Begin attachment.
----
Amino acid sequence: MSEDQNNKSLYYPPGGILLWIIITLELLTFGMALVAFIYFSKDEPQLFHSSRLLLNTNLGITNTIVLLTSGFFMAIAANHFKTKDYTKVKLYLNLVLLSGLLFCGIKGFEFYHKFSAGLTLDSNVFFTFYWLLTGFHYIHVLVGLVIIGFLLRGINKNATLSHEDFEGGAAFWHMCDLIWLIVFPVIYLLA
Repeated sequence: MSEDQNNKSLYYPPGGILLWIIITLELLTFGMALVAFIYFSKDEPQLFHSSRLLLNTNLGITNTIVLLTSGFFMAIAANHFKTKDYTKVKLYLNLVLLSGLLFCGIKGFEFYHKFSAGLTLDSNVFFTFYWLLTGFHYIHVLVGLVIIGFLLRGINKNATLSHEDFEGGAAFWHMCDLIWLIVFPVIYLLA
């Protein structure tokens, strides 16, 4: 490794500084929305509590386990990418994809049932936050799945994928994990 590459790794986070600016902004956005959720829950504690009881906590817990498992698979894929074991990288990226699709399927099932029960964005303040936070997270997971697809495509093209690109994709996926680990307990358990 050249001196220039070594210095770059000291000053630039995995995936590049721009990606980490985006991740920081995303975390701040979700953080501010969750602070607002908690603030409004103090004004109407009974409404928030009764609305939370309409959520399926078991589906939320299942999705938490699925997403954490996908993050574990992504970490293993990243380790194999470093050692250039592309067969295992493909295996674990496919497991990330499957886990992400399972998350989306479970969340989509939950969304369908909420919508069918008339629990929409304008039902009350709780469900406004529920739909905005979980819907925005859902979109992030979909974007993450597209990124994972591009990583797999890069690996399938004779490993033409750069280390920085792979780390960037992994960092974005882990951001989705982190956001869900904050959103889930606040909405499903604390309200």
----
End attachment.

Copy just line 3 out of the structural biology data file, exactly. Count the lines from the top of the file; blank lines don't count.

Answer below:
């Protein structure tokens, strides 16, 4: 490794500084929305509590386990990418994809049932936050799945994928994990 590459790794986070600016902004956005959720829950504690009881906590817990498992698979894929074991990288990226699709399927099932029960964005303040936070997270997971697809495509093209690109994709996926680990307990358990 050249001196220039070594210095770059000291000053630039995995995936590049721009990606980490985006991740920081995303975390701040979700953080501010969750602070607002908690603030409004103090004004109407009974409404928030009764609305939370309409959520399926078991589906939320299942999705938490699925997403954490996908993050574990992504970490293993990243380790194999470093050692250039592309067969295992493909295996674990496919497991990330499957886990992400399972998350989306479970969340989509939950969304369908909420919508069918008339629990929409304008039902009350709780469900406004529920739909905005979980819907925005859902979109992030979909974007993450597209990124994972591009990583797999890069690996399938004779490993033409750069280390920085792979780390960037992994960092974005882990951001989705982190956001869900904050959103889930606040909405499903604390309200």